The exhibit opened April 1 when the U.S. Census Bureau released the 1950s census records. Displays in the exhibit include a focus on education, employment, census procedures, immigration, and definitions of race and the ways these changed over the years.

    Two displays centered around immigration to the Tompkins County area, one with a map detailing the origins of immigrants to the county since 1870 and another focusing on Asiatic immigration. While Tompkins County has a rich history of immigration, it is not only seen in the history books, or in this case the census records. The population of Tompkins County is 12.7% foreign born, and this increases to 17.5% in the city of Ithaca, according to the U.S. Census Bureau. As of July, 2021, the bureau estimates Asian people comprise 10.4% of Tompkins County’s population.

    Zoë Van Nostrand, marketing and visitor experience coordinator at The History Center, said showing the county’s history of Asiatic immigration is important in subverting the myth that the higher education institutions in the county are the sole reason for the Asian population in the area.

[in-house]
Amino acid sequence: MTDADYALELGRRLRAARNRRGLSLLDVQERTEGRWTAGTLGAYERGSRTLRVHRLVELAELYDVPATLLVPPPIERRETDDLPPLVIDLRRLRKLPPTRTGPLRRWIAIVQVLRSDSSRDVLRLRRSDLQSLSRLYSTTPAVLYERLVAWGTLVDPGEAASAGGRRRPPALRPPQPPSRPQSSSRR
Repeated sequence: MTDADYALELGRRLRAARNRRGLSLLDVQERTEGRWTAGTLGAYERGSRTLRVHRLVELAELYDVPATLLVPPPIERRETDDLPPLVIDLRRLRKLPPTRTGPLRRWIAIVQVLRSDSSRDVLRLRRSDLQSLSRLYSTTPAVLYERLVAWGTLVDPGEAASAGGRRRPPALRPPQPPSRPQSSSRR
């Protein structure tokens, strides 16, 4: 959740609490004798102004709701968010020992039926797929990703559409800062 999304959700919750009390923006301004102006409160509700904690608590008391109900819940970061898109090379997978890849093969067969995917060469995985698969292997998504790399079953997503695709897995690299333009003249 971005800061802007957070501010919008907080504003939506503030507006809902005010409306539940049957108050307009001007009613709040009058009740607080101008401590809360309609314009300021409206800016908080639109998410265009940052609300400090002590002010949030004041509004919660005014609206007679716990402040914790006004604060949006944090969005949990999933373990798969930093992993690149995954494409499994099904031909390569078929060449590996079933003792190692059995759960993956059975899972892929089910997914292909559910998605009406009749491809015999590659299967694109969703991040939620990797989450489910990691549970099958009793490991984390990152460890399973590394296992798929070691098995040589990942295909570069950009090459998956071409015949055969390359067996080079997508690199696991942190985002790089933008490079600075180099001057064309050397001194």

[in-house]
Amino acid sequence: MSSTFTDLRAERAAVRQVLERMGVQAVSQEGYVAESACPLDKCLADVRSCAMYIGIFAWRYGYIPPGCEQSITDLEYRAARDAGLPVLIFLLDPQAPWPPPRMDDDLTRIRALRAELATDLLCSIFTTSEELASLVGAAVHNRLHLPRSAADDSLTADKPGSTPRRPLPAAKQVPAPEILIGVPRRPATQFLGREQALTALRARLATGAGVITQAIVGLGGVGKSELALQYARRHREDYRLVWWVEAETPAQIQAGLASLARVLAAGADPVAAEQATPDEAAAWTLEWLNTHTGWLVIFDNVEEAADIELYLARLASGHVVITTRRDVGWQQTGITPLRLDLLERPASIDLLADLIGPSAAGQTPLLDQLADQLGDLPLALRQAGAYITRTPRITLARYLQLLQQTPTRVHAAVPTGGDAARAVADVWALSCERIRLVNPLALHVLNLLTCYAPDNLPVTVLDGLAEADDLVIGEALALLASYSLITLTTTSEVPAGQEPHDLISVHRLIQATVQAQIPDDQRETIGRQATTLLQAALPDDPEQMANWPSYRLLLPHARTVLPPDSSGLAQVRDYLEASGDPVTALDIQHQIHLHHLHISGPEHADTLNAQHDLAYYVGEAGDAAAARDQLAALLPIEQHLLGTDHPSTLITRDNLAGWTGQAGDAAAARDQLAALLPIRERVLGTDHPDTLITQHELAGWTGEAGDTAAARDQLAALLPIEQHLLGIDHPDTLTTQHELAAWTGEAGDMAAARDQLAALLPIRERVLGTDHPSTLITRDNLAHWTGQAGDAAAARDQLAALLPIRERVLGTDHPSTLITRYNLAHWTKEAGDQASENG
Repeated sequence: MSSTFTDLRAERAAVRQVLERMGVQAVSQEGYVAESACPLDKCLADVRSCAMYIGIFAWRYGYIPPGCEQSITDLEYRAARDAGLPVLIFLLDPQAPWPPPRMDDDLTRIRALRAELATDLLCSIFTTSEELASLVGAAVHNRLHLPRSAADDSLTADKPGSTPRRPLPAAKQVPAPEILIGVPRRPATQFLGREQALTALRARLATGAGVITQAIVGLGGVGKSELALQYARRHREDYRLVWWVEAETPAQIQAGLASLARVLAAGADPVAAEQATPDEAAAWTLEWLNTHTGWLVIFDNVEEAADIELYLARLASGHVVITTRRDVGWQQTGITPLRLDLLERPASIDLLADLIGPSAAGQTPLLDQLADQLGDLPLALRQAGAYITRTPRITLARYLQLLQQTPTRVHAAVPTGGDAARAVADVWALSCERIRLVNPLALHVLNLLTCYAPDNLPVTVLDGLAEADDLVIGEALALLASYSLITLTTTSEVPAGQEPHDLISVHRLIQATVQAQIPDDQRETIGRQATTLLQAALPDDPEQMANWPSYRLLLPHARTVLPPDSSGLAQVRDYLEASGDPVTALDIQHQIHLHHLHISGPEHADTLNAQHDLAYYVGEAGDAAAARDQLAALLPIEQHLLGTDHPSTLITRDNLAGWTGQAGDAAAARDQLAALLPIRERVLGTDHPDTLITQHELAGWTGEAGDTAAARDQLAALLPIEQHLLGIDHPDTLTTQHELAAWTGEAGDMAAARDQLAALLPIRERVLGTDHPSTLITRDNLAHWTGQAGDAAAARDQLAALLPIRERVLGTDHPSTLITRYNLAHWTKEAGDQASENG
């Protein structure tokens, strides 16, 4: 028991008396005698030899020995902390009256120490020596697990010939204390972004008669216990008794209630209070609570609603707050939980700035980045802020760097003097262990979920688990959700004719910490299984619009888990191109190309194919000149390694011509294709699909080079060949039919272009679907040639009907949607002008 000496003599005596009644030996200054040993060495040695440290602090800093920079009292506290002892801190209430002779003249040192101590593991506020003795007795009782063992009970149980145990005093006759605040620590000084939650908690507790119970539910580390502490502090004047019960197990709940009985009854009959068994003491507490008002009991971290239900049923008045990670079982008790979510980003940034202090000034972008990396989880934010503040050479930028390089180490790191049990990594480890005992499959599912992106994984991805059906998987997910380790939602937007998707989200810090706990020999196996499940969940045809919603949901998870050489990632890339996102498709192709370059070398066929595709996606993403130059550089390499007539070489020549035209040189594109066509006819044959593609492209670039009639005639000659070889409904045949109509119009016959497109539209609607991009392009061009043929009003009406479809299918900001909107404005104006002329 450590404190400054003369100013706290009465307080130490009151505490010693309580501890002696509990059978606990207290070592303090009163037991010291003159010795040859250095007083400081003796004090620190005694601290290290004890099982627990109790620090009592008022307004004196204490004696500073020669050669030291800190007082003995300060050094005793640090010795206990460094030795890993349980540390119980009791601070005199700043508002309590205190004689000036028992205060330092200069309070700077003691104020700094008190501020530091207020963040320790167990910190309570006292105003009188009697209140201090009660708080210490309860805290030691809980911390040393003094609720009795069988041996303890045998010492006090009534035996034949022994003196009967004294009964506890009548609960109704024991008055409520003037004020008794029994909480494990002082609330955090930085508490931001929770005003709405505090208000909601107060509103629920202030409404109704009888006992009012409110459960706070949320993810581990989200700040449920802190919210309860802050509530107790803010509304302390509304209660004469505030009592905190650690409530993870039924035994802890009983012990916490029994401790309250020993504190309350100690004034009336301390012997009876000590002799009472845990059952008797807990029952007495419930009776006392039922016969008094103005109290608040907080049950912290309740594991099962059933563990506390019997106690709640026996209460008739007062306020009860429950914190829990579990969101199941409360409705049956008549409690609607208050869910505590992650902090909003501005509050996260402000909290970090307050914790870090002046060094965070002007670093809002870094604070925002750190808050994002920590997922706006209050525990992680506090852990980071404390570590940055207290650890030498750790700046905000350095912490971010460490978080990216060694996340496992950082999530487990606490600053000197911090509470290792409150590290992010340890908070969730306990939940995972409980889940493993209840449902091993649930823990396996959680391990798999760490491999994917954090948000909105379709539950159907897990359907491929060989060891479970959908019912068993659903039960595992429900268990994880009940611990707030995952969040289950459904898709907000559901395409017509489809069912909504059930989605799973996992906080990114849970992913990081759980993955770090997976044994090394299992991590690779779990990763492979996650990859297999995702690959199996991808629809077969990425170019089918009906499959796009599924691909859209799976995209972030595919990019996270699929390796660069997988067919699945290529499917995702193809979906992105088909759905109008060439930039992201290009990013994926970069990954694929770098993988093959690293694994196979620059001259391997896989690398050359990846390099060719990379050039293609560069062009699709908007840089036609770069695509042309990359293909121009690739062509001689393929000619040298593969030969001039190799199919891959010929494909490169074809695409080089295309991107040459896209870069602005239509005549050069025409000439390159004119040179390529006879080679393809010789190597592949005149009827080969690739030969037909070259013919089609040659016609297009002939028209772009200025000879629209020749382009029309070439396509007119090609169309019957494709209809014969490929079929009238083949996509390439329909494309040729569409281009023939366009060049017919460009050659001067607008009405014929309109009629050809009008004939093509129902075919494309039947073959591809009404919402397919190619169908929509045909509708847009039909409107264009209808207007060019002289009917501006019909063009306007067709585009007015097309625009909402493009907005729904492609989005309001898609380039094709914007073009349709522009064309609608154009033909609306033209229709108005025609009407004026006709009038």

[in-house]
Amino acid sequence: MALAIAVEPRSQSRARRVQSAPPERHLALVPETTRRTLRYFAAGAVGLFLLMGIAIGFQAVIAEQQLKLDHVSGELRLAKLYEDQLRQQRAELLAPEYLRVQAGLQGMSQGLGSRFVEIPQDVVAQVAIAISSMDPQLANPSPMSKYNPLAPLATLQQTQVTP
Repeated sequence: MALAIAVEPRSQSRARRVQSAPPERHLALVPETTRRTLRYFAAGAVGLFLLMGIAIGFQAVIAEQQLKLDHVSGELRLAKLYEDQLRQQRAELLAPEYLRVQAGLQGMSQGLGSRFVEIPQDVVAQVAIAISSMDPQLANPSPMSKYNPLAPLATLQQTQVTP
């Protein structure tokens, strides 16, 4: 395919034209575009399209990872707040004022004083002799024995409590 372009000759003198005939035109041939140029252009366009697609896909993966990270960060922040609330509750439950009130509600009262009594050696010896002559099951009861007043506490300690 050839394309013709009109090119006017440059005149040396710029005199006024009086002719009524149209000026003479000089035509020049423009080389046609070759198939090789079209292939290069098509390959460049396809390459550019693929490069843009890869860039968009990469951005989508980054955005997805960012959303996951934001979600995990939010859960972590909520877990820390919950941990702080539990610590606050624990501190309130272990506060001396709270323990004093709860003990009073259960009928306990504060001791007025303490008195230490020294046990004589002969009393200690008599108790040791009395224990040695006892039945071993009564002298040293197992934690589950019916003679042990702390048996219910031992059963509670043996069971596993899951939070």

“One of the myths that I heard often growing up here is that the diversity of the community is from the colleges,” Van Nostrand said, “and what I found really powerful about this exhibit — and I know that our curator and our historian, Cindy [Kjellander-Cantu] and Eve [Snyder] did as well — is really pushing back on that and finding out who was here and when, and the businesses they held and the awards they won.”

    The display includes historical items on loan from the Tang family who immigrated to Ithaca in the 1930s. Wing and Susie Tang came to Ithaca from Canton, China, and founded the first Chinese restaurant in Ithaca — Asiatic Garden. At the history center, visitors can see original menus and dinnerware from the restaurant which has since become Capital Corner located at 140 W State St.